So you were really a nascent entrepreneur. Oh, well, who knows? But I did it because I enjoyed it. Judging those early days as a doctor out at Tottenham in Central New South Wales. you were the correspondent there for the ABC. Not that a lot happened in Tottenham. What on earth happened in Tottenham that you reported on? (Laughs) Absolutely nothing. We'd make things happen. And you'd type up your stories

and take them down to the post office

and the guy there - this is in 1952 - he'd send it by morse code on the line to the ABC. I'm not kidding, this is prehistoric but it was in my lifetime. Looking back, it was unbelievable. Well, James, no-one has combined medicine

and media like you have. Let's take a look at that.

DR WRIGHT: In 1968, 'Woman's Day' magazine was coming through the ranks as just getting off the blocks. And they decided to build their circulation on weight-reducing diets. So I was the guy who had to write the diet. You know, the bikini diet, the heatwave diet, the him and hers diet, the sex diet, whatever. And that led, inevitably, to 'The Mike Walsh Show',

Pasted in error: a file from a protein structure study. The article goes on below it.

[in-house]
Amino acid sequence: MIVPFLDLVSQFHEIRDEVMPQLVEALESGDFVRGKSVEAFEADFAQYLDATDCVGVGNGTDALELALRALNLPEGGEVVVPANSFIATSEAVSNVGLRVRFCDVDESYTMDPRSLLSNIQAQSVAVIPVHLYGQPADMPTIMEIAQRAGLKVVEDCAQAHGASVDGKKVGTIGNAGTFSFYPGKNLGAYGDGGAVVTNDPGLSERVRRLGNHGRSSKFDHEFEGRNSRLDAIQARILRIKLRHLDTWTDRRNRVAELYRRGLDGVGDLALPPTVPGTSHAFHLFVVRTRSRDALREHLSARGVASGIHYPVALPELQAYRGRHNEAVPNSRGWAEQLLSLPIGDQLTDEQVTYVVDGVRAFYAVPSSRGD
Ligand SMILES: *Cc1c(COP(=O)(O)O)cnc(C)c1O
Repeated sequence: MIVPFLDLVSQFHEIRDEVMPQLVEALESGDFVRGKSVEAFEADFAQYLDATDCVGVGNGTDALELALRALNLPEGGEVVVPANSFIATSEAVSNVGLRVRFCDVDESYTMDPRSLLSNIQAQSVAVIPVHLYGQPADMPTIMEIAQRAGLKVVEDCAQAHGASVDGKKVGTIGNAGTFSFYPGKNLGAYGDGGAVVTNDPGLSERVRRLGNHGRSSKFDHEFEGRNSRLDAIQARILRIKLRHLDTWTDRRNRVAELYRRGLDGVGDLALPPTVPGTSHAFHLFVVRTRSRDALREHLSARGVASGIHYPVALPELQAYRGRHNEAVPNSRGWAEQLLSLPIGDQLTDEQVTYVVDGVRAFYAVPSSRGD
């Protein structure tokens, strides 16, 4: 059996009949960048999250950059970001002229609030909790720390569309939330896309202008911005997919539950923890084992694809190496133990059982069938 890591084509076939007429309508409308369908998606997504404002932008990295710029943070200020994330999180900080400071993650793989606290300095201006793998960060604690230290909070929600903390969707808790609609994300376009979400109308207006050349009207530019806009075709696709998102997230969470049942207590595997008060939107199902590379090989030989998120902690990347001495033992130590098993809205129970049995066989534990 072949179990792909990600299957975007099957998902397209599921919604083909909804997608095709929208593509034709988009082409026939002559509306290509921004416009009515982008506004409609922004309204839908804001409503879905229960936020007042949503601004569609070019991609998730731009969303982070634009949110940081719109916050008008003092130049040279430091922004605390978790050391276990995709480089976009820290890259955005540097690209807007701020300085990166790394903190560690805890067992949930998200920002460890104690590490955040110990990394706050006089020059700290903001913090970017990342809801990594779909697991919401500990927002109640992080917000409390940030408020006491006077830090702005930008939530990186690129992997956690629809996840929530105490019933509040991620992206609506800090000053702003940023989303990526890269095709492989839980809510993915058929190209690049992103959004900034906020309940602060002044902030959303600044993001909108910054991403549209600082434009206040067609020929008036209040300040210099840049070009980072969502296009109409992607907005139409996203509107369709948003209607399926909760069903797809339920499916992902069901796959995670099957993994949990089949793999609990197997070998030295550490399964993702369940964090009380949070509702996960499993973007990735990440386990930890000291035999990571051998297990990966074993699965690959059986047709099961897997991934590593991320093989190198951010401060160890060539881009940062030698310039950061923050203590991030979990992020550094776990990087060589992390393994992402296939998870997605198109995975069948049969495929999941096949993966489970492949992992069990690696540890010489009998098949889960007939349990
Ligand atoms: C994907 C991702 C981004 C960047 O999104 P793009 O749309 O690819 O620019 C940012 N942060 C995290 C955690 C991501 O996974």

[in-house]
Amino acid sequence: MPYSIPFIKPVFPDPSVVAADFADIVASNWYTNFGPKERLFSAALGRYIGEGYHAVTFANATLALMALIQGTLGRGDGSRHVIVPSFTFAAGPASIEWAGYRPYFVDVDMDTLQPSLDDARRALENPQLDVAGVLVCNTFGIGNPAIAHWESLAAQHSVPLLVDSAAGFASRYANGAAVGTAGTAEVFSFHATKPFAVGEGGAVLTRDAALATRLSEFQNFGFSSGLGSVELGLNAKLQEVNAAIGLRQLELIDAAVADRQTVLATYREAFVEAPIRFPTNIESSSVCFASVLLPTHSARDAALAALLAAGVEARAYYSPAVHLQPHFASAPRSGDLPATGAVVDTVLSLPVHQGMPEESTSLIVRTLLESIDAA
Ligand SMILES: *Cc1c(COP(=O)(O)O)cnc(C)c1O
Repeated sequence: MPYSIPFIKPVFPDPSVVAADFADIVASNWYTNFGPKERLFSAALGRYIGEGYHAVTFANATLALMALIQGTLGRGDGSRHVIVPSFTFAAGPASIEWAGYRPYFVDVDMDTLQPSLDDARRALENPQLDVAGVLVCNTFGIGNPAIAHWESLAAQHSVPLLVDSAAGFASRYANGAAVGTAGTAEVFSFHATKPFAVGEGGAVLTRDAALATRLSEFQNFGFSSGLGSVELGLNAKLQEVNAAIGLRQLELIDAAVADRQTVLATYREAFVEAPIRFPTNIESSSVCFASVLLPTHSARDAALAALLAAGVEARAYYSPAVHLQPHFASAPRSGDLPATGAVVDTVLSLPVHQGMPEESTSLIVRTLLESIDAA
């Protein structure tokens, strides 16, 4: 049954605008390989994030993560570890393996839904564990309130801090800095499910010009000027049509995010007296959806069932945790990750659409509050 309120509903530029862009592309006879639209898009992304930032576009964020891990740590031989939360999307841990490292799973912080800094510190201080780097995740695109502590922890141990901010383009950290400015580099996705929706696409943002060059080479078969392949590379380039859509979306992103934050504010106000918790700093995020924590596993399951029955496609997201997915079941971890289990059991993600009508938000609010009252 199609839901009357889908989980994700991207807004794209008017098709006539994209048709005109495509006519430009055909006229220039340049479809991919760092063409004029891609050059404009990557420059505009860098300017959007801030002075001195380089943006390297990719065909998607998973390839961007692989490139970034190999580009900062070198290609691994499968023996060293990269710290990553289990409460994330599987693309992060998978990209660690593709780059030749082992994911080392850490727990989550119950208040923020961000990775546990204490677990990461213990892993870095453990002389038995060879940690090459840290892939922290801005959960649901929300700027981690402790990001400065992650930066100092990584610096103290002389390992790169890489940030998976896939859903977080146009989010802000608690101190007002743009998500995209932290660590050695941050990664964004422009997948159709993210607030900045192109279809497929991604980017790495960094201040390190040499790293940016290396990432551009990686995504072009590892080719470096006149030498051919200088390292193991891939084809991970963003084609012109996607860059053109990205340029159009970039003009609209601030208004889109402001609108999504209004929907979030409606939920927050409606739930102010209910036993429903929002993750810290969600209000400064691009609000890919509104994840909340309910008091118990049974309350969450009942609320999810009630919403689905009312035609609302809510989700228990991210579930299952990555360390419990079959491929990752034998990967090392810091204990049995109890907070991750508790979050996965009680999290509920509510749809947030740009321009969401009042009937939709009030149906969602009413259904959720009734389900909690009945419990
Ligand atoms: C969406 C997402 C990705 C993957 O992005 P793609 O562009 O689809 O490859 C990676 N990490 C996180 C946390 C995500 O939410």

which was just getting off the blocks in 1973. You take it out and it comes like that.

It's very nicely packaged - how's that? It either has a little condom on the end... to keep the...to keep the little prick end sterile. There you are. DR WRIGHT: I was the resident doctor on 'The Midday Show' roughly the whole life of the show, 25 years all up. It will be a lot better. During the 'Midday' period, I often would illustrate the topic of the day with a little blackboard.

This is a gall bladder packed with gall stones, which can cause a huge amount of discomfort, of course. So we used to use these various things. That's another one with a blocked up heart,

'cause at the time they just started doing the heart blockage operations. So we tried to keep up-to-date

and show folk little simple illustrations. When I was writing for the newspapers

and on television and on radio, a lot of folk would write in letters asking about various topics.